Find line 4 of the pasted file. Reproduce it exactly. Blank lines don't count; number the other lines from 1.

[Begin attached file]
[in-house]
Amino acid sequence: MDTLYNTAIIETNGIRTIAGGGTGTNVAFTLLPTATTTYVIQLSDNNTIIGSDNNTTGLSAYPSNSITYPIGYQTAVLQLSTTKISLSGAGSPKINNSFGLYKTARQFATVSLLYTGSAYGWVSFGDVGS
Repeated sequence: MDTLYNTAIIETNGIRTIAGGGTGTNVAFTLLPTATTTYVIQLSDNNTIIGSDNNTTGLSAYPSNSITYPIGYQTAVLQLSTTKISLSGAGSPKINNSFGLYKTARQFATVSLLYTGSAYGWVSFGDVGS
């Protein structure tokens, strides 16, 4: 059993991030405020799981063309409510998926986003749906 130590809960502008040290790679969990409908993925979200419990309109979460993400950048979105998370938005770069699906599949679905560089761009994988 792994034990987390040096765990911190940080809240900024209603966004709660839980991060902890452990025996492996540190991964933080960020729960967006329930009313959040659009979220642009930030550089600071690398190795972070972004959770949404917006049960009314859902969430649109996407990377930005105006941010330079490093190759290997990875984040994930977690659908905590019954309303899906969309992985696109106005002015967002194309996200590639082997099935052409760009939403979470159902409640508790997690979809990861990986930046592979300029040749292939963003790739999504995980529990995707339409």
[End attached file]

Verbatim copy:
């Protein structure tokens, strides 16, 4: 059993991030405020799981063309409510998926986003749906 130590809960502008040290790679969990409908993925979200419990309109979460993400950048979105998370938005770069699906599949679905560089761009994988 792994034990987390040096765990911190940080809240900024209603966004709660839980991060902890452990025996492996540190991964933080960020729960967006329930009313959040659009979220642009930030550089600071690398190795972070972004959770949404917006049960009314859902969430649109996407990377930005105006941010330079490093190759290997990875984040994930977690659908905590019954309303899906969309992985696109106005002015967002194309996200590639082997099935052409760009939403979470159902409640508790997690979809990861990986930046592979300029040749292939963003790739999504995980529990995707339409």